To win any event, you pretty much have to fish without flaw. You can’t lose a key fish. You can’t have broken lines. You have to fish Spot B not Spot A -- at the right time.

From the line to the bait to the spot you begin fishing to the spot you fish at the end of the day, it all comes together like a puzzle. And if you are trying to stick just one piece where it doesn’t fit, you won’t win.

Putting together that winning formula boils down to your knowledge of fishing – your ability to look at a body of water and dissect it mentally to find fish, link the right baits to that body of water, and present that bait properly to catch fish. 

You learn to rely on certain baits more on some waters than others and in different parts of the country. I may not use crankbaits as much in New York as I will in the South. And I may not dropshot as much in the South as I will in New York.

My most memorable win was at the B.A.S.S. Super Invitational at Chickamauga in 1986. That tournament led to the return of the Rebel Pop-R, a bait that had become a secret weapon for a handful of us pros from Texas after Rebel had discontinued making it. (See: The Death and Resurrection of the Rebel Pop-R.) At Chickamauga, I caught fish all day every day on my favorite lure and my favorite type of fishing – topwater! I knew I had those post-spawn bass dialed in to the right lure, and everything played out perfectly. 

When you have tied a bait and presentation to a set of conditions, you have identified a pattern. To capitalize on that pattern, you have to find more spots like the one that you are catching them on. 

In fact, having multiple spots to fish is the name of the game in professional bass fishing.  When spot No. 1 doesn’t pay off any longer, you can go to No. 2. Or you can time-manage spots No. 3, 4 and 5 so you don’t suck one productive area dry.

Of course, the key to winning tournaments is to know not just where the fish are but where the bigger fish are.

Are they on points? Are they on logs or bushes? Are they locating on the quicker drop-offs? 

Say that I am seeing bottom as I look down a shoreline and then suddenly notice a dark area where the lake drops from 2 feet to 6 feet. If the bigger fish are positioning themselves on that shorter, steeper bank, that is all I will look for.

 zell rowlandI won a B.A.S.S. event on Lake Mead fishing a small finesse jig in 15 to 20 feet of water. I keyed on large boulders that I could visually identify in that clear water. The fish were relating to the shady side of the boulders. Once I figured that out, I looked for banks with bigger boulders and ignored the flat banks. 

I would kick the trolling motor on high and follow the bank. If I spotted what looked like a boulder or noted one on my depth finder, I backed off and made several casts until I got a bite or felt I had fished that boulder thoroughly. Then I would move on to the next.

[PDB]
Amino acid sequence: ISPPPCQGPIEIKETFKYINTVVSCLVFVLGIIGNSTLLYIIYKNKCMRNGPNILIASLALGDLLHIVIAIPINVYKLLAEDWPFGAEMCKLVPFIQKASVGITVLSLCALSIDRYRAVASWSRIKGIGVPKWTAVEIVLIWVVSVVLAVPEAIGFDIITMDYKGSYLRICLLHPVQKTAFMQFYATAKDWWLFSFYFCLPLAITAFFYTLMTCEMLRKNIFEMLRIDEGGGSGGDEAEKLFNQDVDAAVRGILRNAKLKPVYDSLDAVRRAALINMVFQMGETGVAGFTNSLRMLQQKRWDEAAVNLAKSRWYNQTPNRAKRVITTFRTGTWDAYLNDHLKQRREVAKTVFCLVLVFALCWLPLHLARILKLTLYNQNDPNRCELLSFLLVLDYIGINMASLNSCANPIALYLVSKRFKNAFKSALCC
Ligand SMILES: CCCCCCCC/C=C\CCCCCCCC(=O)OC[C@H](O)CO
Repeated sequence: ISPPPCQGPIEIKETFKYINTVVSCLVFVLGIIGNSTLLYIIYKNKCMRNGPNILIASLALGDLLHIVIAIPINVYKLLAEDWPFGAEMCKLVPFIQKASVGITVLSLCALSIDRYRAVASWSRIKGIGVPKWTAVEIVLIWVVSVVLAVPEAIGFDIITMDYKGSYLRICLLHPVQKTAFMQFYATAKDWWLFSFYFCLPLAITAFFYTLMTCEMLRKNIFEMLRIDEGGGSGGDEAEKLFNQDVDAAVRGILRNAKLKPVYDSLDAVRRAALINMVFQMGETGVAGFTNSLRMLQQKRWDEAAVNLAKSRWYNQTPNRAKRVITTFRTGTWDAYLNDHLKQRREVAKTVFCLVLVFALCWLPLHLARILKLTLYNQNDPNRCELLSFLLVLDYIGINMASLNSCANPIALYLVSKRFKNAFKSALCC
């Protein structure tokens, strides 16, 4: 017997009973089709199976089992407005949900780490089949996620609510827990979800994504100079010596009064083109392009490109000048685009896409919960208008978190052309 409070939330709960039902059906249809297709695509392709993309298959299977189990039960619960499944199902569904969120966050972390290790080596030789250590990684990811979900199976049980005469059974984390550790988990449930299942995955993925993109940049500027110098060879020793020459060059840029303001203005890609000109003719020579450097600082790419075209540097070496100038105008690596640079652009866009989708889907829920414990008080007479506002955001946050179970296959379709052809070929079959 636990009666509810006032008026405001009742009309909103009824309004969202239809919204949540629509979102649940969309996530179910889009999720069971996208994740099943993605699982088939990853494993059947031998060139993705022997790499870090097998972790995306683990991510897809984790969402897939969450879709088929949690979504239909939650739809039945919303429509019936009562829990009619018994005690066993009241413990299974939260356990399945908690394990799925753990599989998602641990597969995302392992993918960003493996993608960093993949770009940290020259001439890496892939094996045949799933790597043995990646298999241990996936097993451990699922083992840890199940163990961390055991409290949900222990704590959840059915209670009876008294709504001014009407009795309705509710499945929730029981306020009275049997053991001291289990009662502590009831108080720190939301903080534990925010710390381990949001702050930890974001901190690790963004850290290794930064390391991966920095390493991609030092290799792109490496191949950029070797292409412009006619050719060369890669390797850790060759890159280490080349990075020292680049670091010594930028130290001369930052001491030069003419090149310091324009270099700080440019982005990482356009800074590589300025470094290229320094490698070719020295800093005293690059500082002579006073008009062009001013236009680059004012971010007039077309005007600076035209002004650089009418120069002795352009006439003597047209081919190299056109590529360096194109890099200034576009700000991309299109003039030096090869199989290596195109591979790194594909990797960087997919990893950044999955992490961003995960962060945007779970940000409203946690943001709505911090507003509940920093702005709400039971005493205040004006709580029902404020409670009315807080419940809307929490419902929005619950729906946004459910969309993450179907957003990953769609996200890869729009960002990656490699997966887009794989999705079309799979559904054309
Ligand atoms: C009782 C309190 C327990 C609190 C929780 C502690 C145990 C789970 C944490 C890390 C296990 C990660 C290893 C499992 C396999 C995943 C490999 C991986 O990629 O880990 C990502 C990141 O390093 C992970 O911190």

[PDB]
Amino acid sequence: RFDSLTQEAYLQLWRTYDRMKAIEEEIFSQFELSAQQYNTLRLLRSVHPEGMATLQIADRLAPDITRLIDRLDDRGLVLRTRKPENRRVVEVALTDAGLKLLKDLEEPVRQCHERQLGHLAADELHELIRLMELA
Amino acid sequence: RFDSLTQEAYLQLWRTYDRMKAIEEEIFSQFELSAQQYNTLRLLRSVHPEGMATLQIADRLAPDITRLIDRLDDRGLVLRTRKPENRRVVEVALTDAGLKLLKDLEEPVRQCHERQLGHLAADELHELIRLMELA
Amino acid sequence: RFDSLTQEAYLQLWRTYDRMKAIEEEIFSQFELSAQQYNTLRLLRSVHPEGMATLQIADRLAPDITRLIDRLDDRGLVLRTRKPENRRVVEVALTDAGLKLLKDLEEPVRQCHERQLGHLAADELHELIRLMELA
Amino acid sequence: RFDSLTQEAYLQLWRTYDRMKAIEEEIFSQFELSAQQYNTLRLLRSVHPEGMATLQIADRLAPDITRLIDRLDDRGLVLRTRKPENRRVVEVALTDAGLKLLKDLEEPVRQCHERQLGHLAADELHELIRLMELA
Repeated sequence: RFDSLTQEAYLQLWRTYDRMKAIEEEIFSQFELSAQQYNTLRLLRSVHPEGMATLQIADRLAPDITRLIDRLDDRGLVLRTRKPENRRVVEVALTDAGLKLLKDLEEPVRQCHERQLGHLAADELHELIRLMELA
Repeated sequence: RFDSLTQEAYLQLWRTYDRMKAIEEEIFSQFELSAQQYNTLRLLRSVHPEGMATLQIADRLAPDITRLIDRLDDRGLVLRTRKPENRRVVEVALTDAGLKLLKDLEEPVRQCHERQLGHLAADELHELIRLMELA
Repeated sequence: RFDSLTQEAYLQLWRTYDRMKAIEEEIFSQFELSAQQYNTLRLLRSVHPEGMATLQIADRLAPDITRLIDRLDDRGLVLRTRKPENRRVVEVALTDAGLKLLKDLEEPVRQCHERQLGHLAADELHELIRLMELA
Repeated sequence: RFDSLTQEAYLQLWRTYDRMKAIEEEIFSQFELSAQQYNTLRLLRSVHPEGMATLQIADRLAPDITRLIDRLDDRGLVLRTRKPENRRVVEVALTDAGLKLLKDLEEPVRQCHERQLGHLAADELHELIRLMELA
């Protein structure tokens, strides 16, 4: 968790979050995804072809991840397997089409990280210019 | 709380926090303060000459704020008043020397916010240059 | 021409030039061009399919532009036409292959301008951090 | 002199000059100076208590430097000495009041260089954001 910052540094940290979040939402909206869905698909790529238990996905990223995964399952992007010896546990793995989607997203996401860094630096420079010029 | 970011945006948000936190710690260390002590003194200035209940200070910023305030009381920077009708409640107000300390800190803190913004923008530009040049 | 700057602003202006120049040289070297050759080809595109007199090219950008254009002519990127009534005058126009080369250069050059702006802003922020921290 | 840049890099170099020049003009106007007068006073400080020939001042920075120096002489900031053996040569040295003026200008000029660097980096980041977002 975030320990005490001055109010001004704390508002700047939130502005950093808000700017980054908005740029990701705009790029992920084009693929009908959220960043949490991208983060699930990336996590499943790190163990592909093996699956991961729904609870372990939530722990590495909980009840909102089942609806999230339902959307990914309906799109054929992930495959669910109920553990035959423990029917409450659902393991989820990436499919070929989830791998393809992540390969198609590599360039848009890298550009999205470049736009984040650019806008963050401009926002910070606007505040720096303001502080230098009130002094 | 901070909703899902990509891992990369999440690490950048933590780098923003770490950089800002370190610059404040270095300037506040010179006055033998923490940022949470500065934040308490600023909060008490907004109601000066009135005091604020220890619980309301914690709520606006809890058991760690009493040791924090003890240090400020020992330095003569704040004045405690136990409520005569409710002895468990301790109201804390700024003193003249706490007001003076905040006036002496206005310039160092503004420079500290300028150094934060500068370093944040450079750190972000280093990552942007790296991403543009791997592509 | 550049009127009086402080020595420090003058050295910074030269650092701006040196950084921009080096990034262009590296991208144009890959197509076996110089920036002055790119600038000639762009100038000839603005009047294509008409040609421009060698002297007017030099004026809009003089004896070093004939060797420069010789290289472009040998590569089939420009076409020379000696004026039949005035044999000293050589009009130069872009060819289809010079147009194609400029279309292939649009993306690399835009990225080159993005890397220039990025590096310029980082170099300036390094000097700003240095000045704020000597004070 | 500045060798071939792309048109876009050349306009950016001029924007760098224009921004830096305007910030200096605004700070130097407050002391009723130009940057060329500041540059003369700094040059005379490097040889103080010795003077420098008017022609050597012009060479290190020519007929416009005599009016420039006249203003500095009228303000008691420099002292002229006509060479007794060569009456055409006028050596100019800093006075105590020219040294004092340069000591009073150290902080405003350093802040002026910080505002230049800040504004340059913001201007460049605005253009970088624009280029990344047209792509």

In the old days we had no GPS. You didn’t find a hot spot by getting GPS coordinates from your buddy. You had to read the water, read your electronics and work an area to find the fish. You couldn’t just pull up onto the sweet part of the hump. You had to look for it. You had to idle around, dissect the area and the situation, and when you located that sweet spot and got to the fish, those fish better be biting, because catching fish was the only proof that you had found the spot.

Now that was structure fishing!

GPS has made (finding fish) too easy for some people. I think that if we took GPS out of the game today, you would see a big change in the game.

But for most of us most of the time, there is still no substitute for being able to read the water and read our electronics, knowing what subtle signs – like the movement of baitfish or a mark on a graph -- are telling us.

A lot of times you look for the activity of bait. Is the bait more active shallow than it is deep? Are they hugging bottom? The key to catching deeper fish is to know where the bait is and to watch what the bass are doing deep. Are they feeding on the baitfish or suspending away from them, which probably means they aren’t very active?

The activity level of the fish pretty much tells you what you should be doing, too.

If baitfish are suspended well off bottom, that usually is not a good sign. If bait is suspended, the bass will be, too, and those fish are harder to catch than fish on the bottom. 

Today you can utilize revolutionary lures like the Yum Yumbrella Rig, Flash Mob and Flash Mob Jr for hard-to-catch suspended fish when tournaments allow. You can count these baits down to where the bass are holding.

You also need a back-up plan in the event that something in your equation changes. 

If I am catching fish on a YUM Dinger and suddenly those fish quit biting, I need to adjust. They can quit biting for any number of reasons, and whether it is due to a wind shift or my presentation or the movement of baitfish, I have to be able to change my style and format in mid-stream.

Usually a hot bite changes because conditions have changed, and that is most often due to weather. 

Often we get a lot of wind during a tournament. Usually, I switch from fishing that calmer bank to a bank with a breeze blowing on it. Wind positions fish differently. It brings baitfish closer to the bank. The fish feed more and get more aggressive. Often I’ll go to a YUM Money Minnow on a jighead and work it like I would a spinnerbait.

Any time you win a tournament, you are putting it all together for the three or four days of competition. You can’t do much of anything wrong and still win. Whether you are fishing a B.A.S.S. Elite Series event or a local tournament, it doesn’t get any better than that!  If I win $100,000 for first place this week, a $100,000 win eight months later will be just as exciting!